Songbird Under A German Moon
Betty Lake couldn’t be more excited for her future – a girl with little money and no formal training, she never thought she’d travel much beyond her own front door. But the war gave women a chance to do things they had never done before, and she is getting to travel with the USO to Germany to entertain the troops working there during the occupation.
Frank Witt couldn’t be more confused by his new assignment. A U.S. Army Corp photographer, he has taken pictures during bomb runs and while running with troops during invasions – photos that captured the drudgery and danger of life in a war zone. So why is he now being assigned to shoot USO girls? Sure they’re beautiful, but since his photography is really just a cover for his real purpose as a spy, he can’t figure out what he’s doing spying on the USO.
Ironically, he meets one of his new subjects on a rather bumpy flight into Germany. He admires how she distracts the troops from plane trouble by singing her heart out. She admires his movie star good lucks and reassuring manner. Finding out he’s going to be doing photos of the USO girls thrills her to no end. She’ll get a chance to know him a bit better and maybe he’ll get the chance to see that there is more to her than a pretty smile and great voice.
The USO is no outfit for sissies though, and Betty is put to work almost right away. The troop is performing in the beautiful Bayreuth Festspielhaus, a theater designed specifically by Wagner to showcase his music. Since Hitler was such a Wagner fan and had actually come to performances at this theater, some find it appropriate that the USO is now entertaining American troops there. Others find it creepy that the theater still stands. Much is made of Wagner’s own oddities and how his music was a perfect match for the Nazi regime. To be honest, I knew nothing of this but I was fascinated by the juxtaposing of the cheery American bandstand style music and the heavy, classical style of the previous owners. Much is made of the size of the theater, how easy it is to get lost in it, and how “the girls” are more than a little creeped out by the place.
It doesn’t help that the USO troops are being housed in the house Wagner built near the theater. It makes sense that the girls would be within walking distance, but some feel that the cloud of Wagner still lingers over the home. Then Betty’s roommate, Kat, is found dead. It is officially called suicide, but Betty knows Kat had a secret, a secret that might very well have prevented her from taking her own life. Betty turns to Frank for help. As the two try to find out what really happened to Kat, they find themselves drawing closer together. Will a shared faith and a growing friendship lead them to find love under a German moon?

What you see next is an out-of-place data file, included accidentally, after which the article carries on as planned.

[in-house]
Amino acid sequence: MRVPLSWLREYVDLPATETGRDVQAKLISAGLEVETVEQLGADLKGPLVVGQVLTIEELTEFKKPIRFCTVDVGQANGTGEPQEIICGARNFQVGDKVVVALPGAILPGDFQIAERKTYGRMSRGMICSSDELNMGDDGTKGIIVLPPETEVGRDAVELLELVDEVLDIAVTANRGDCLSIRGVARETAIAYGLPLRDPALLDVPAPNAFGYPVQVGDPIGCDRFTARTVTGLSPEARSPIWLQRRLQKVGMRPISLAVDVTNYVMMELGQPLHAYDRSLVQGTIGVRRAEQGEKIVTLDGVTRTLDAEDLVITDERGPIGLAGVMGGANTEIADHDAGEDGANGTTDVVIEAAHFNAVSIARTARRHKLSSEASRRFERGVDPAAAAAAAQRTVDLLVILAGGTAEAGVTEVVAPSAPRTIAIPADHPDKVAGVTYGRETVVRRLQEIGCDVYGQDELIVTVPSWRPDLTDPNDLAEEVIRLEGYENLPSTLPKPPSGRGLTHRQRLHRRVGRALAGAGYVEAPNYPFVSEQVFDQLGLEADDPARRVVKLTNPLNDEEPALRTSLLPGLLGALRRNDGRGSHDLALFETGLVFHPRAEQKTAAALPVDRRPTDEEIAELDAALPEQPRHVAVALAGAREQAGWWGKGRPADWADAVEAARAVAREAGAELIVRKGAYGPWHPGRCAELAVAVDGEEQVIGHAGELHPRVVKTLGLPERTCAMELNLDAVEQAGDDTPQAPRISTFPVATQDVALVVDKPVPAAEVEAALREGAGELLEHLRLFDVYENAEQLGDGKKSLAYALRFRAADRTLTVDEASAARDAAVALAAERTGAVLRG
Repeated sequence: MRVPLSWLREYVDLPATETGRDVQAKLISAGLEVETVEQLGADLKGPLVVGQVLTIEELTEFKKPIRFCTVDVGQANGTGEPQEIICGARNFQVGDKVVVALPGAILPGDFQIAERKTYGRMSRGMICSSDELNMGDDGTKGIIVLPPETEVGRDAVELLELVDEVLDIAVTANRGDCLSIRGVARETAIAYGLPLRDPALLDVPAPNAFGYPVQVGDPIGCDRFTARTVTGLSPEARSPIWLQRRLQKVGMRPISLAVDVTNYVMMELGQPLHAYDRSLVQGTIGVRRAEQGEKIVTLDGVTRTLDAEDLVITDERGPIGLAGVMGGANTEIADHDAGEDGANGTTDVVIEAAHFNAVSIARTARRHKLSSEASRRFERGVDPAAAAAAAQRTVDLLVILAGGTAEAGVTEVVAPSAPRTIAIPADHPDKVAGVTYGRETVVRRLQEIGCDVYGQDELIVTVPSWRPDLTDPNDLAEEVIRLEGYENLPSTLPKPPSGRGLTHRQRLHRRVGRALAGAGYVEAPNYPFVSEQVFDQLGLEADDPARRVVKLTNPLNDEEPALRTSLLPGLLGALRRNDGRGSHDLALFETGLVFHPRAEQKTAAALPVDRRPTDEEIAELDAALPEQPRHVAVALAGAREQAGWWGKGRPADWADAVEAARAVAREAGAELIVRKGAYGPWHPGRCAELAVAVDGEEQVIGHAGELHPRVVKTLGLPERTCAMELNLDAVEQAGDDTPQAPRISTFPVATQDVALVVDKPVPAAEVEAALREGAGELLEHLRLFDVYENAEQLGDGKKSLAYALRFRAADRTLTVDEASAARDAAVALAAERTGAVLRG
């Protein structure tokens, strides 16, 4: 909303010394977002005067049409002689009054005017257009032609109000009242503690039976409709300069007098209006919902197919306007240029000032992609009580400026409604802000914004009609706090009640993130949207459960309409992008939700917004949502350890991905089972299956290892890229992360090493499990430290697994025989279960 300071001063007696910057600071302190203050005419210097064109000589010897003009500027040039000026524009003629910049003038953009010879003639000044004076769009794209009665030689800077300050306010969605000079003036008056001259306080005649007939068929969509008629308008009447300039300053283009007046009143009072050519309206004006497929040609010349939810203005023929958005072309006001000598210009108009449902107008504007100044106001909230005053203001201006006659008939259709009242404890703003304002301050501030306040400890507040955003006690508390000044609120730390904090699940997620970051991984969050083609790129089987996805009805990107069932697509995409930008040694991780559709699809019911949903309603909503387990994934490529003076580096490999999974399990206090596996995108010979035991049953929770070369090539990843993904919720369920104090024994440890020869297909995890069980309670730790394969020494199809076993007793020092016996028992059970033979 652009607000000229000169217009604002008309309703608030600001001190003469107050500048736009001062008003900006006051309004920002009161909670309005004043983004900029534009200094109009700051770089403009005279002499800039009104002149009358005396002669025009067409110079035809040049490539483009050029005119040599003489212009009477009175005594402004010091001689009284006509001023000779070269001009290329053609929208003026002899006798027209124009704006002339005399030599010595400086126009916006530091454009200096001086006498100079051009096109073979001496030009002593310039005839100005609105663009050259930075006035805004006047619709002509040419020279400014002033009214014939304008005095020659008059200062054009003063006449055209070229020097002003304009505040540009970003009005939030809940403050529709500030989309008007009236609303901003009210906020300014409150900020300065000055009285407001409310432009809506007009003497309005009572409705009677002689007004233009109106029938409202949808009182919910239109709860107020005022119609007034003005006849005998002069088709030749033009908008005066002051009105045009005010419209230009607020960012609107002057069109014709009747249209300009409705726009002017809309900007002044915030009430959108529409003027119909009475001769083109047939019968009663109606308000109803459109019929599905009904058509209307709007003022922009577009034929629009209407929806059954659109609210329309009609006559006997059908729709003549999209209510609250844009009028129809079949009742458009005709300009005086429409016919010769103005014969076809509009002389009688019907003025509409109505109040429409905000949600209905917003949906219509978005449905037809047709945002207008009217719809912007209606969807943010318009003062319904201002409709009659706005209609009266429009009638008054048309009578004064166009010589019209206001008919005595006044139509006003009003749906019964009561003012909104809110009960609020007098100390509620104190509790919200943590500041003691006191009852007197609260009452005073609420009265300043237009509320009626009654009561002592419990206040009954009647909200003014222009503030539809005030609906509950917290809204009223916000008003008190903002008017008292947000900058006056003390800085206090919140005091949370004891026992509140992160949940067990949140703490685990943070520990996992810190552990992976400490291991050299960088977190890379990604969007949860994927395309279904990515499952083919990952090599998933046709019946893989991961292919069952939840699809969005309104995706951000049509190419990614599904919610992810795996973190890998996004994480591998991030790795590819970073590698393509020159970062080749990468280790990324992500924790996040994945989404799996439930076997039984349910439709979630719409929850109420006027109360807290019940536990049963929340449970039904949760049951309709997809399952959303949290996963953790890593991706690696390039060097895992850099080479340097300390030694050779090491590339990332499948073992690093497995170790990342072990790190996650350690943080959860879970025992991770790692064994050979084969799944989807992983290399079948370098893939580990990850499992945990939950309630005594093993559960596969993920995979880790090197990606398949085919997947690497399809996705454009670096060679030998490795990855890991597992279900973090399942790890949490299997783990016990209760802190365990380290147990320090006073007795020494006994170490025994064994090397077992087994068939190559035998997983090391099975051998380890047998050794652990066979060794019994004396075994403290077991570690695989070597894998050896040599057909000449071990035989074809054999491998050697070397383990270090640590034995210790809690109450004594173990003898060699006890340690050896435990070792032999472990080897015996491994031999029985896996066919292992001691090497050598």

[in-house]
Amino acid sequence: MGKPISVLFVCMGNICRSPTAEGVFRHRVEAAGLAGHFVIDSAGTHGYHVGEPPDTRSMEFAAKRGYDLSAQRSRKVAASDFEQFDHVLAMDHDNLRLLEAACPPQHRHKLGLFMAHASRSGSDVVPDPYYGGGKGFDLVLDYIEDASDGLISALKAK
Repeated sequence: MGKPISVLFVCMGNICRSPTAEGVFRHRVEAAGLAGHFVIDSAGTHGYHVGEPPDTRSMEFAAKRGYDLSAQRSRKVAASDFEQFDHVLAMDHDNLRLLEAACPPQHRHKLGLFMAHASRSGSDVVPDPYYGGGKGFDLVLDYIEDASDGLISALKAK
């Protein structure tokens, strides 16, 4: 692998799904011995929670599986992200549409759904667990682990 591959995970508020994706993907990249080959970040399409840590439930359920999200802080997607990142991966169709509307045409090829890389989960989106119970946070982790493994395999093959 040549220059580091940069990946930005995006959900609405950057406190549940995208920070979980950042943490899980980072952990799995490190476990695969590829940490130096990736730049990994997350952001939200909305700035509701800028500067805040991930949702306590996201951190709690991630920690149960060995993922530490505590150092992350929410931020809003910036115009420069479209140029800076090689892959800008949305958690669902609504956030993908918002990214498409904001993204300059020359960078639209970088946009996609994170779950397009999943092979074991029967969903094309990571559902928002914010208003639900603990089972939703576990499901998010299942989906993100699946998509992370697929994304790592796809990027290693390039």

What I liked about this book was the history. It was fascinating to read about how the occupation troops felt about the German people, the war, and life at home. I had never read anything about the USO and my quick look into it here was fascinating. I found myself wanting to learn more about how they did what they did. I also liked how specifically time and place were used in this novel. The USO girls only performed in Bayreuth during the time frame Betty was there – 1945, for about six months. Bayreuth is a unique location, and, since the focus of time we were looking at was so narrow, it made for a clear and concise setting.
I found the information about Wagner intriguing. I did a quick search on the internet and found that years before Hitler was born, this man was spouting some pretty nasty anti-Semitic statements. The novel discusses that and also what a huge influence Wagner was on Hitler – and what a huge fan Hitler was of Wagner’s operas. While I can’t attest to the accuracy of everything we are told, I certainly found the information regarding Wagner – and music in general – one of the more fascinating aspects of the book.
This is an inspirational, so God and faith are mentioned. Sporadically and awkwardly. It almost seemed that the author would be chugging along and suddenly remember she was writing an inspirational and throw something in to do with God. I would have preferred to have had their faith be an integral part of their characters – shown rather than told – rather than a tacked on, but I can imagine this is hard to do sometimes. It certainly didn’t detract from the story, just made it a bit less smooth.
Frank and Betty were an okay couple. I didn’t pick up on any sparks flying but there was certainly nothing about them that made me think “that’ll never last.” For a romance couple that isn’t exactly high praise, but in fairness it beats some books I’ve read.
The mystery isn’t all that great. From the beginning there were only a handful of people it could have been, which takes some of the suspense out of the issue. I also felt some red herrings were thrown out and then never picked back up. That left me with a mild sense of frustration rather than the satisfaction I normally feel when a fictional crime is solved.
Overall, the history and subject matter are what are truly interesting about this book. If you like the time period and enjoy a unique romance setting, I would (conditionally) recommend it.